As a white pastor living in a predominantly white community just North of Minneapolis, with many friends in the areas affected, I’ve been thinking a lot about what’s happening. I know that many voices are weighing in on this situation. I’m adding to that cacophany today because I think that members of my congregation should hear my perspective on this, and I offer it in the hope that it might help them, and maybe some others, as we think, pray, and work together on this.

1. The explosion of violence and looting we are seeing is not just about racial tensions. *

*After several days have passed, and new events have emerged, I’ve changed my mind about this point somewhat. Rather than erase it, I’m just going to leave it as is, but add some “clarifications and second thoughts” at the end of this section.

In addition to a powerful wave of rage in response to yet another killing of an unarmed black person (more on that later), there are two things going on — one is getting lots of attention, and the other not enough.

What’s getting lots of attention is that there are different kinds of people doing different kinds of things — there are legitimate protesters and callous opportunists. We keep being reminded that there are “bad apples” swooping in on lawful protests, and their goal is to incite violence, steal, and destroy. It’s a progression: First there are peaceful demonstrations. Then comes the violence, property destruction, and looting. In nearly every press conference with officials around the US, they’ve tried to push the narrative that the violent protesters were “not people from our city (or state) … they’re trouble-makers or anarchists who are coming in from somewhere else.”

There is undoubtedly some truth to this, but it can’t be the whole story. There are now protests happening all across the nation. Do all the anarchists have a “not in my neighborhood” rule? Are they all just getting in their cars and driving to a different state to do their looting and destruction?

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Spiritual Perspectives on the Coronavirus Pandemic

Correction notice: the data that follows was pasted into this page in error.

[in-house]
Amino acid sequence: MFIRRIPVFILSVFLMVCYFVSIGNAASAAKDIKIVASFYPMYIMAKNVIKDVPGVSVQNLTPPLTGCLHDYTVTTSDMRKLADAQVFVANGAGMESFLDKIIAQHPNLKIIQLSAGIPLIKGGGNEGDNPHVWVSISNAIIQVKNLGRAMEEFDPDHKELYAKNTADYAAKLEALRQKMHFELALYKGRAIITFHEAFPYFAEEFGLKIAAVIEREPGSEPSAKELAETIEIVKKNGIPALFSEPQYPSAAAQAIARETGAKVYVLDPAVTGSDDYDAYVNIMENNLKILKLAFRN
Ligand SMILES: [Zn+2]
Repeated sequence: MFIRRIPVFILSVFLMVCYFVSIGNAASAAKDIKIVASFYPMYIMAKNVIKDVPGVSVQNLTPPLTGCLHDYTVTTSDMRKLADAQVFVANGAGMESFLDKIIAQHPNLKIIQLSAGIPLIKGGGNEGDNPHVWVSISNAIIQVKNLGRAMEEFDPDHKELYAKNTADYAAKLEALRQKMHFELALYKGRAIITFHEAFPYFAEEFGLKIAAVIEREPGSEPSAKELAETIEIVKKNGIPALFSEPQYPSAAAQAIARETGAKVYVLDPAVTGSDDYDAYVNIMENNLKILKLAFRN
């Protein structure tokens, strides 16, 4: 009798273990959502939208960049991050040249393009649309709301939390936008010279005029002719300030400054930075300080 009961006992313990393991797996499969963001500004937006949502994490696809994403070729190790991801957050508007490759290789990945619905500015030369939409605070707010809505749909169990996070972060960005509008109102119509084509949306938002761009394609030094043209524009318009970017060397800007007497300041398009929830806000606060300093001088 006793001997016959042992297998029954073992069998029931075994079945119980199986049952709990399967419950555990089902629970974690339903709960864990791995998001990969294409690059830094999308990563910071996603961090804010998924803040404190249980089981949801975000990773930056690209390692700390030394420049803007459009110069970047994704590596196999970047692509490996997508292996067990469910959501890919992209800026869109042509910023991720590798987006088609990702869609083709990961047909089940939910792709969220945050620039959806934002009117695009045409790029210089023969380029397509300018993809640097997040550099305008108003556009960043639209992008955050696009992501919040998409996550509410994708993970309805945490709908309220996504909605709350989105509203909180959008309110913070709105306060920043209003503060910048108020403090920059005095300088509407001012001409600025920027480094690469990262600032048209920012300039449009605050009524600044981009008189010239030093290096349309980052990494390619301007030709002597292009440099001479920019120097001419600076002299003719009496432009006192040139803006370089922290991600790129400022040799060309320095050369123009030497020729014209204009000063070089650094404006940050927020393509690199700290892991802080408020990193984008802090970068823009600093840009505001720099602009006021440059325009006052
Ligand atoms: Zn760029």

We are living in the midst of a shocking world-wide crisis. At this point, we don’t know how long it will last, how much physical suffering and economic devastation it will create, or how many lives it will take. At a time like this, when people are reeling with job losses, fears about the future, fears about their health, and fears about loved ones … what we need most of all is the comfort and encouragement of community.

And that’s where this crisis is so perverse: the requirements of “social distancing” are cutting us off from the connections we so desperately need.

With physical presence restricted, we’re having to be creative and find ways of supporting each other through phone calls, emails, and video chatting. In our churches, we’re exchanging face to face small group gatherings and worship services with video conferences and virtual worship services. It’s weird.

In the midst of it all, there are spiritual questions to wrestle with, and mental health struggles — especially depression, loneliness, and anxiety — to work through.

Like many of you, I’ve been following the news closely — probably more than is good for me. I’ve been reading a variety of articles from authors of various stripes in an effort to understand better for myself what’s happening around me, so I can hopefully offer support and encouragement to others.